Join 100 Readers

Can You Afford to Get Sick?

by Laura Spencer

on June 6, 2013

in Freelancing Basics Freelancing Life

Learn how to earn $125 or more per hour as a freelancer - Free Test Drive

You know what today is, right?

It’s the day of the big deadline for your new client. You’ll get up at the crack of dawn and work straight through lunch. You should just be able to make it…except…

Except, you glance over at your alarm clock and notice that it’s already 9:00 a.m. You’ve slept in. You leap out of bed, or try to anyway. Except you just about double over when a wave of nausea hits you.

That’s right. It’s a freelancer’s worst-case scenario. You’ve got a huge client deadline and you’re sick–right when you can least afford it.

Illness is one of the many factors that new freelancers often don’t take into consideration. In this post, we’ll be discussing some safeguards against illness that you can put in place to protect your freelancing business.

Why Getting Sick Is Such a Big Deal for Freelancers

Getting sick is a huge deal for freelancers, don’t let anyone tell you that it isn’t.

The main reason for that is that for a freelancer, there is no such thing as a paid sick day. If you don’t work and complete your project, you don’t get paid. Period. End of story.

With the wrong type of luck, a poorly timed illness can cause a freelancer to miss a deadline and lose a client. No matter how healthy you are, sooner or later, you’re bound to get sick when you least expect it.

Many freelancers try to work through an illness, plodding right along even though they feel awful. This isn’t a good solution, though. You’re not very likely to do your best work when you feel bad.

Fortunately, you can take some steps to minimize the damage that an unexpected illness can cause.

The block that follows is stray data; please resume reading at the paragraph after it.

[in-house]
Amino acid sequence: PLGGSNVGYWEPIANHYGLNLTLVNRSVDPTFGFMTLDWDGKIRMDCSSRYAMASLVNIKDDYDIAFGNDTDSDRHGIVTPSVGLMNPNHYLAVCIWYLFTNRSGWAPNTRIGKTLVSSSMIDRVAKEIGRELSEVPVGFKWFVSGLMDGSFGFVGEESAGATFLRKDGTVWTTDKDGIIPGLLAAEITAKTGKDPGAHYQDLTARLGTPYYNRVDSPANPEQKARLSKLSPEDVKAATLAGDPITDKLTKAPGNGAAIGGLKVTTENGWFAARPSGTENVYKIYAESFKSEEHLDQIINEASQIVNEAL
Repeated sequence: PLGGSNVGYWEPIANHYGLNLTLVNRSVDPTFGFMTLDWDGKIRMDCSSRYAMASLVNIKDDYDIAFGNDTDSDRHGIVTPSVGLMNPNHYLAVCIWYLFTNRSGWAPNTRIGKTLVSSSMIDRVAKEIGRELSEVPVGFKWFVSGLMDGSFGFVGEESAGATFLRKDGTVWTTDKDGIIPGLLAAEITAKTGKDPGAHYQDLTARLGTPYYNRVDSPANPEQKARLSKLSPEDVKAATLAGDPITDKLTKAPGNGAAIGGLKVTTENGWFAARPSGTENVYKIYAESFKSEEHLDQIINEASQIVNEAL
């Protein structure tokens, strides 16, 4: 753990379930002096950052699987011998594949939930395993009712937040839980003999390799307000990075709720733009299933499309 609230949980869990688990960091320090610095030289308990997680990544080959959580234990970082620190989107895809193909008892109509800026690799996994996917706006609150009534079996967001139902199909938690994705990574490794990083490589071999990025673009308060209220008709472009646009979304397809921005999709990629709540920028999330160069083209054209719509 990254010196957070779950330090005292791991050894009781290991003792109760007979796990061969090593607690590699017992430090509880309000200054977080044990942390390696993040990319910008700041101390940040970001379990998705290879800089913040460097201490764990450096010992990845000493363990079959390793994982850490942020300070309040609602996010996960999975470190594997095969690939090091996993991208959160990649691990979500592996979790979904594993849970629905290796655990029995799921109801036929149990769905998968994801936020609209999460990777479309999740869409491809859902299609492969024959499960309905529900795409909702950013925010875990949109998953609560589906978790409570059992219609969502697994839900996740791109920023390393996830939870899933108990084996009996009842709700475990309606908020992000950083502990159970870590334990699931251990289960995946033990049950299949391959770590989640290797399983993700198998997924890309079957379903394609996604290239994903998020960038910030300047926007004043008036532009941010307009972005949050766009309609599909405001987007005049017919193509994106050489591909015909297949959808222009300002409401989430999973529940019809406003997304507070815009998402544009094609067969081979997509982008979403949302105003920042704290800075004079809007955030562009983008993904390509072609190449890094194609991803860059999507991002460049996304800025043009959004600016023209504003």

Safeguard Your Freelance Business Against Illness

So, if you woke up sick, wouldn’t it be nice to be able to lie back in bed and get some rest without having to worry about your freelance projects?

While illness can’t be prevented entirely, you can put the following best practices in place to help safeguard your freelancing business:

  1. Live healthy. Adopting and maintaining a healthy lifestyle is a good way of reducing the number of times you get sick. Eat a balanced diet. Get enough exercise. Go to bed in time to get a good night’s rest. Avoid stress. If you adopt healthy habits, you won’t get sick as often and when you do get sick, you’ll recover sooner.
  2. Work ahead. Procrastination can lead to disaster if something unexpected happens. The easy way to keep sickness or emergencies from derailing your projects is to make sure that you are always a day or two ahead of schedule. That cushion of a day or two can become your “sick days” when you need to take a day off.
  3. Save money. It’s always a good idea to put part of your earnings aside to cover the unexpected. Sickness is one of those reasons that all freelancers need a healthy emergency fund. It’s bad enough being sick. You don’t have to be broke too. (Don’t dip into your emergency fund unless you really need to, though.)
  4. Use friends. Do you have friends and colleagues in the same field who you trust? In a crisis, a trusted friend or colleague can help you meet a project deadline. Of course, you’d do the same for them in similar circumstances. Many successful freelancers set up reciprocal agreements in case of emergency.
  5. Get an extension. If you are typically trustworthy and have a good history with your cient, you should be able to let him or her know what’s happening. In most cases, a client will be willing to grant you a one-time extension to the project deadline. Of course, if you have frequent “emergencies,” the client will probably be less accommodating.

If you follow several of these tips, getting sick should be less of a financial strain.

Whatever you decide to do, be sure to keep the client in the loop. Don’t just ignore a deadline because you’re sick without talking to the client first.

Your Turn

What tips do you have for handling illness? How have you dealt with illness in your freelancing business?

Share your answers in the comments.

Learn how to earn $125 or more per hour as a freelancer - Free Test Drive

About Laura Spencer

Laura Spencer is a freelance writer from North Central Texas with over 20 years of professional business writing experience. If you liked this post, then you may also enjoy LauraĆ¢??s blog about her freelance writing experiences, WritingThoughts. Laura is also on Google+.